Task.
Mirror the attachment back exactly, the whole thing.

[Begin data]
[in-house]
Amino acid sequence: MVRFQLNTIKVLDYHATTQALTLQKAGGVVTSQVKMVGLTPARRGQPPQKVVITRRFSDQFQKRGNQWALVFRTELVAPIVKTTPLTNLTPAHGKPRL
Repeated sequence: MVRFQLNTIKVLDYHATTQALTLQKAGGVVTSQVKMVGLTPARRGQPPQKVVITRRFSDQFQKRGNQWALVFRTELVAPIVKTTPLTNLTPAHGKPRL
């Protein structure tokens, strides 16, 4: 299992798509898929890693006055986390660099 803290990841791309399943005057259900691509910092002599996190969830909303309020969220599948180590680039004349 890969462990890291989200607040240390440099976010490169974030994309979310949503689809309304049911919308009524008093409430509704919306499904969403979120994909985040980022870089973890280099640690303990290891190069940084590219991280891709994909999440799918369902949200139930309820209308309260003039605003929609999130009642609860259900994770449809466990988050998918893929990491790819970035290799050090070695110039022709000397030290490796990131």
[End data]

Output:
[in-house]
Amino acid sequence: MVRFQLNTIKVLDYHATTQALTLQKAGGVVTSQVKMVGLTPARRGQPPQKVVITRRFSDQFQKRGNQWALVFRTELVAPIVKTTPLTNLTPAHGKPRL
Repeated sequence: MVRFQLNTIKVLDYHATTQALTLQKAGGVVTSQVKMVGLTPARRGQPPQKVVITRRFSDQFQKRGNQWALVFRTELVAPIVKTTPLTNLTPAHGKPRL
């Protein structure tokens, strides 16, 4: 299992798509898929890693006055986390660099 803290990841791309399943005057259900691509910092002599996190969830909303309020969220599948180590680039004349 890969462990890291989200607040240390440099976010490169974030994309979310949503689809309304049911919308009524008093409430509704919306499904969403979120994909985040980022870089973890280099640690303990290891190069940084590219991280891709994909999440799918369902949200139930309820209308309260003039605003929609999130009642609860259900994770449809466990988050998918893929990491790819970035290799050090070695110039022709000397030290490796990131």